Floridian Nature

Learn about Florida's beautiful and unique nature.





Florida Nature: Sanibel Island
shells found on Sanibel Island in FloridaSanibel Island, the seashell capital of the world is an island located on the Gulf coast of Florida, just offshore of Fort Myers. Located within Lee County, Sanibel is a barrier island – a collection of sand on the leeward side of the Gulf Stream from the more solid coral-rock of Pine Island. Sanibel Island is world renowned for its shelling beaches and the "Sanibel Stoop". In the travel industry Sanibel Island is a top Florida destination for visitors. Sanibel Island has breathtaking white sand beaches and clear blue water and an abundance of colorful shells - "treasures from the sea."

Sanibel and Captiva formed as one island about 6000 years ago. The first humans in the area were the Calusa, who arrived about 2500 years ago. The Calusa were a powerful Indian nation who came to dominate most of southwest Florida through trade and their elaborate system of canals and waterways. Sanibel remained an important Calusa settlement until the collapse of their empire, soon after the arrival of the Europeans.

The city of Sanibel incorporates the entire island, with most of the city proper at the east end of the island. The community of Santiva, a portmanteau of Sanibel and Captiva, is at the northwestern end of the island. After the Sanibel causeway was built to replace the ferry in May 1963, the residents fought back against overdevelopment by establishing the Sanibel Comprehensive Land Use Plan in 1974 helping to maintain a balance between development and preservation of the island's ecology. A new, higher bridge without a bascule (drawbridge) having to open for tall boats and sailboats, was completed in late 2007.

More than half of the island is made up of wildlife refugees, the largest one is the J.N. "Ding" Darling National Wildlife Refuge. The refuge is part of the largest undeveloped mangrove ecosystem in the United States. It is world famous for its spectacular migratory bird populations. The best months to visit for birding are December through March. It's always best to coordinate a visit around a low tide when the birds are feeding on the exposed mud flats. Many events happen throughout the year on the refuge, which can make a visit that much more enjoyable.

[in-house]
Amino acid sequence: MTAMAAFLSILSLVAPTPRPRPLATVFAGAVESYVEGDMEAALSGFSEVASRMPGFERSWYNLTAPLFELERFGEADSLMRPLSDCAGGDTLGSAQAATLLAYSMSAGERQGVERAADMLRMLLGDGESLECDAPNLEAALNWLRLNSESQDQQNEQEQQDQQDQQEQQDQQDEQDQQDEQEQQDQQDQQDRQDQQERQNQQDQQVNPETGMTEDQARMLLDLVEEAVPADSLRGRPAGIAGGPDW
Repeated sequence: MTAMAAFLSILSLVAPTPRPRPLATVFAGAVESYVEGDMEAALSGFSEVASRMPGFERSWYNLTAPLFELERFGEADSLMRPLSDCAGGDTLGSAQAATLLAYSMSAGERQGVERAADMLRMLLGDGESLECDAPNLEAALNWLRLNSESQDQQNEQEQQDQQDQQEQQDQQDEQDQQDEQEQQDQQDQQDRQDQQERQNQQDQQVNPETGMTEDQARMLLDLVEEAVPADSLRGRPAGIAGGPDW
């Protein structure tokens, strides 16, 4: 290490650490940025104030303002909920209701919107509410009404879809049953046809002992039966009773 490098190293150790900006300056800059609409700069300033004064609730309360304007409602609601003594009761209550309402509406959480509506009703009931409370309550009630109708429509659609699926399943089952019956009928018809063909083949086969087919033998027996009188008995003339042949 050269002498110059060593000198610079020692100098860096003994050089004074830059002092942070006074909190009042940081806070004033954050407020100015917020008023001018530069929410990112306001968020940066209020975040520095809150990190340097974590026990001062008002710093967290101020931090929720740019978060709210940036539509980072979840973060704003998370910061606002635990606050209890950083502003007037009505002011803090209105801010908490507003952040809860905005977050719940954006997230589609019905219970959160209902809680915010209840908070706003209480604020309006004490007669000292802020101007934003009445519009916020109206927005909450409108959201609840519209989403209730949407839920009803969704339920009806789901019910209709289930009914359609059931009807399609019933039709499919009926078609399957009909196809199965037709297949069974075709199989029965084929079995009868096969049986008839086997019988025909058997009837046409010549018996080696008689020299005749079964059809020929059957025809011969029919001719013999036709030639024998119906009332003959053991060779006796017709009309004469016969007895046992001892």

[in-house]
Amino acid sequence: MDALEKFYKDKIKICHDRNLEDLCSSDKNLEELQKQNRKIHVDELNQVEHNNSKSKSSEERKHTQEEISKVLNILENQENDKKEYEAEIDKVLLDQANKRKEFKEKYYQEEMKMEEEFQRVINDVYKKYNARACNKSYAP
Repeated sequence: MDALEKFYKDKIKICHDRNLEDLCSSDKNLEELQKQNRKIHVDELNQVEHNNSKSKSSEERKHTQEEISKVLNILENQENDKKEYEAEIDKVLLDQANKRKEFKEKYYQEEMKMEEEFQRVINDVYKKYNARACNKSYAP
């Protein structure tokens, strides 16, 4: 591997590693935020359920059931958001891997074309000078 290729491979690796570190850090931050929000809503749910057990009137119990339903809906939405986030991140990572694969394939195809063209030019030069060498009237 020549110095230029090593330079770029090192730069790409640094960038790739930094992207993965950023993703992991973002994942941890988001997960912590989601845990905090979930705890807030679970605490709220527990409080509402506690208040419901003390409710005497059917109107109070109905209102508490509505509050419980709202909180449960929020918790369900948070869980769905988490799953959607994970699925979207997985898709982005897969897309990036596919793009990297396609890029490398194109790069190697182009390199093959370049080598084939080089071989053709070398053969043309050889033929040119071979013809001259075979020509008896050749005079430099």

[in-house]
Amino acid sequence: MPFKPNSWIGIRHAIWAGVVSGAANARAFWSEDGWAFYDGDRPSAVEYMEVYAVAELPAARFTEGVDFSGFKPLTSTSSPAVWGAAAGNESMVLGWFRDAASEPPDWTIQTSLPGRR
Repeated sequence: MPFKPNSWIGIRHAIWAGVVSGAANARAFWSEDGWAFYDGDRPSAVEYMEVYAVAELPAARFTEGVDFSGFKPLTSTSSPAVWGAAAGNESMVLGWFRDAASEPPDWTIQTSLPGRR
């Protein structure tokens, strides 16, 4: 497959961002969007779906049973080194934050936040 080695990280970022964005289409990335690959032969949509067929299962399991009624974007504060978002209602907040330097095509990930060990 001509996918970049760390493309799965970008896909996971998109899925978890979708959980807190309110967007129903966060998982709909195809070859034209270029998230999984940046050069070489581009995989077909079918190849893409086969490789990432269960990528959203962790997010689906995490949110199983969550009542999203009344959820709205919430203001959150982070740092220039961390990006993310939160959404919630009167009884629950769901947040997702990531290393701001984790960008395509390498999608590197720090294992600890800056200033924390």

Sanibel Island in FloridaThe island's curved shrimp-like shape forms Tarpon Bay on the north side of the island. It is linked to the mainland by the Sanibel Causeway, which runs across two small manmade islets and the Intracoastal Waterway. A short bridge links Sanibel Island to Captiva Island over Blind Pass. The Gulf side beaches are excellent on both islands, and are world renowned for their variety of seashells, which include coquinas, scallops, whelks,  and other deeper-water mollusks. You may collect sand dollars but first check to make sure that the sand dollar is not alive - turn it over - there are little centipede feet up and down the backside - gently touch them with your finger to see if they move and its alive. If alive gently place back into the water and if they do not move, then you have just found one of our islands treasures! To bleach a sand dollar white it is important to soak in fresh water first. Water will be a brownish color, change water frequently until fairly clear or just continually flush with water until water stays fairly clear. Soak in a 50/50 solution of bleach and water for 5-10 minutes. Caution: Do not soak too long in bleach solution as sand dollar may crumble. Rinse thoroughly, let dry preferably in sun to bleach further. To harden sand dollar for crafts or display: Mix equal portions of white glue and water. With paint brush cover sand dollar with mixture. Let dry.